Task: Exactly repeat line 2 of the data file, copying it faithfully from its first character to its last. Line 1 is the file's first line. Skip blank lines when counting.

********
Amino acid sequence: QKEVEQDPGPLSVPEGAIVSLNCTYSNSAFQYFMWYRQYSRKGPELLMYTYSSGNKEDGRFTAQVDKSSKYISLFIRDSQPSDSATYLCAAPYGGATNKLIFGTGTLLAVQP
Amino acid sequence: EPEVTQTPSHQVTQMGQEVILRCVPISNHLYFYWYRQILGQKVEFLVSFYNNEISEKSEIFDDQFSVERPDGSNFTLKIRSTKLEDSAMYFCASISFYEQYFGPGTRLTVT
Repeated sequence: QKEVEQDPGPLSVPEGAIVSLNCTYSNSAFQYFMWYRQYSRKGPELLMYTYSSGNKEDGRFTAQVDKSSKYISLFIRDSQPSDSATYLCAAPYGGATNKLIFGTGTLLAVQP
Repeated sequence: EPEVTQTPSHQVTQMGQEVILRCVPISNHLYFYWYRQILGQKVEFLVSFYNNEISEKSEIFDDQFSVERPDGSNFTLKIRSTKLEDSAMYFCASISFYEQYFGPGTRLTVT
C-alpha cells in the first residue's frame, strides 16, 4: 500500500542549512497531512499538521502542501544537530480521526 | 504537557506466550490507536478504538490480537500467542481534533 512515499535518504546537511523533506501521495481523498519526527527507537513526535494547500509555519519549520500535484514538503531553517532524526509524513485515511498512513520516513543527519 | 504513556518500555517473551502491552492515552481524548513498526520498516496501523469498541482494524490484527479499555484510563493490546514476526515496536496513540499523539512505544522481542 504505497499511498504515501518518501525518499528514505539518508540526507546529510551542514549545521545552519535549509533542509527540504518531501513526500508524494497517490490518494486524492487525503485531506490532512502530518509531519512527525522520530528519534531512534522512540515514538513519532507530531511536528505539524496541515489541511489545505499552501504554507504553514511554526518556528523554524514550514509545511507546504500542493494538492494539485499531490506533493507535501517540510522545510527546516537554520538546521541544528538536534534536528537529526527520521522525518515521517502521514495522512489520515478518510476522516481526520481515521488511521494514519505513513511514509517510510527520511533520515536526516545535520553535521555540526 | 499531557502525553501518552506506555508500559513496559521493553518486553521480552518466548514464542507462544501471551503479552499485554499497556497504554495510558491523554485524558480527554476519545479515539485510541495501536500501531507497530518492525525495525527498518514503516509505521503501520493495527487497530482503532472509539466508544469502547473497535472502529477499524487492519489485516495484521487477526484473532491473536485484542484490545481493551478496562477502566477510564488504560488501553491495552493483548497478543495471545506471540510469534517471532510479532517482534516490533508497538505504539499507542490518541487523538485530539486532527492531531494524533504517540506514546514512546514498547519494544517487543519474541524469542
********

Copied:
Amino acid sequence: EPEVTQTPSHQVTQMGQEVILRCVPISNHLYFYWYRQILGQKVEFLVSFYNNEISEKSEIFDDQFSVERPDGSNFTLKIRSTKLEDSAMYFCASISFYEQYFGPGTRLTVT